Any new medicines and new uses of existing medicines registered for health impact rewards would be available everywhere at marginal cost from the start. Many patients – especially in poor countries, but increasingly in wealthy ones too – are unable to afford the best treatment because it is too expensive. Even if fully insured, patients often lack access to medicines because their insurer deems them too expensive to reimburse. The HIF simply and directly solves this problem for registered drugs by setting their prices at marginal cost.
How the Health Impact Fund works for Pharmaceutical Companies
Most proposals for increasing access to medicines would reduce the profits of pharmaceutical companies and hence their ability to fund research. The HIF, however, leaves the existing options of pharmaceutical firms untouched. It merely gives them the opportunity to make additional profits by developing new high-impact medicines that would be unprofitable or less profitable under monopoly pricing. Selling such registered medicines at cost, firms won’t be forced to defend a policy of charging high prices to poor people and they won’t be pressured to make charitable donations. With HIF-registered medicines they can instead “do well by doing good”: bring real benefit to patients in a profitable way. Research scientists of these firms will be encouraged to focus on addressing the most important diseases, not merely those that can support high prices.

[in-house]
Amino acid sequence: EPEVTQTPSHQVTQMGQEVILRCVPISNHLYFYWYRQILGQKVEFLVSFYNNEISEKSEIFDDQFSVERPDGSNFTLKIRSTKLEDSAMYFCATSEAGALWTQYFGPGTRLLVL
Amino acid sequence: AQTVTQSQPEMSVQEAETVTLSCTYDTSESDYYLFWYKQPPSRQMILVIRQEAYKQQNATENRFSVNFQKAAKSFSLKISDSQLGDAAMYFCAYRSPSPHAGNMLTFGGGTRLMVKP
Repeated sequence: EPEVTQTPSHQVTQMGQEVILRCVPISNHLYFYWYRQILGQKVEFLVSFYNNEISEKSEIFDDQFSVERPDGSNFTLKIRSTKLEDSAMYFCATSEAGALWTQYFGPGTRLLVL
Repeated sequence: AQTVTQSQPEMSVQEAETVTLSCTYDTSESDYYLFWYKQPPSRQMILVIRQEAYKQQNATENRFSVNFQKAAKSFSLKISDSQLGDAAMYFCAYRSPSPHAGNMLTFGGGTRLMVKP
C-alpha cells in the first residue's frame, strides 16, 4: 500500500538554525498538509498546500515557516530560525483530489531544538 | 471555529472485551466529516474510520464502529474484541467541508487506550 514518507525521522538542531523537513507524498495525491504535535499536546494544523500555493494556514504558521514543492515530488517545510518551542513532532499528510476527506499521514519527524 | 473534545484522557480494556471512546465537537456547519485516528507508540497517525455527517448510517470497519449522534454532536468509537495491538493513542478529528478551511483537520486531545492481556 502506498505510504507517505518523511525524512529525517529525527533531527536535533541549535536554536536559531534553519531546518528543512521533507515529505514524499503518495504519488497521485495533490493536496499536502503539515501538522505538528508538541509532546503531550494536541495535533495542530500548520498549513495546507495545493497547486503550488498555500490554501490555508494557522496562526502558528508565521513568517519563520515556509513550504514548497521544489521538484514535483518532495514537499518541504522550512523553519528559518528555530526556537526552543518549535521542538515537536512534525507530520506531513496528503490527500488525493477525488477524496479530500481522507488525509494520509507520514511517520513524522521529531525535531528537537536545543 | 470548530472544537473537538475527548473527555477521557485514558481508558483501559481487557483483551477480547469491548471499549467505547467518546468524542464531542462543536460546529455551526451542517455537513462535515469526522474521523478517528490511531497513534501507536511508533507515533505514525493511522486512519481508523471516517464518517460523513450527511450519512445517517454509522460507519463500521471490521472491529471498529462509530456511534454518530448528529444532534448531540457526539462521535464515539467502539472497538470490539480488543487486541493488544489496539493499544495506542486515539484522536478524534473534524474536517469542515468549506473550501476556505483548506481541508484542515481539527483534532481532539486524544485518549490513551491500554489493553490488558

How the Health Impact Fund works for Taxpayers
The HIF will be supported mainly by governments, which are supported by the taxes they collect. Taxpayers want value for their money, and the HIF provides exactly that. Because the HIF is a more efficient way of incentivizing the pharmaceutical R&D we all want, total expenditures on medicines need not increase. However, if they do, the reason is that new medicines that would not have existed without the HIF are being developed. The HIF mechanism is designed to ensure that taxpayers always obtain value for money in the sense that any product registered with the HIF will have a lower cost for a given amount of health impact than products outside the HIF. Taxpayers may also benefit from a reduction in risks of pandemics and other health problems that easily cross national borders.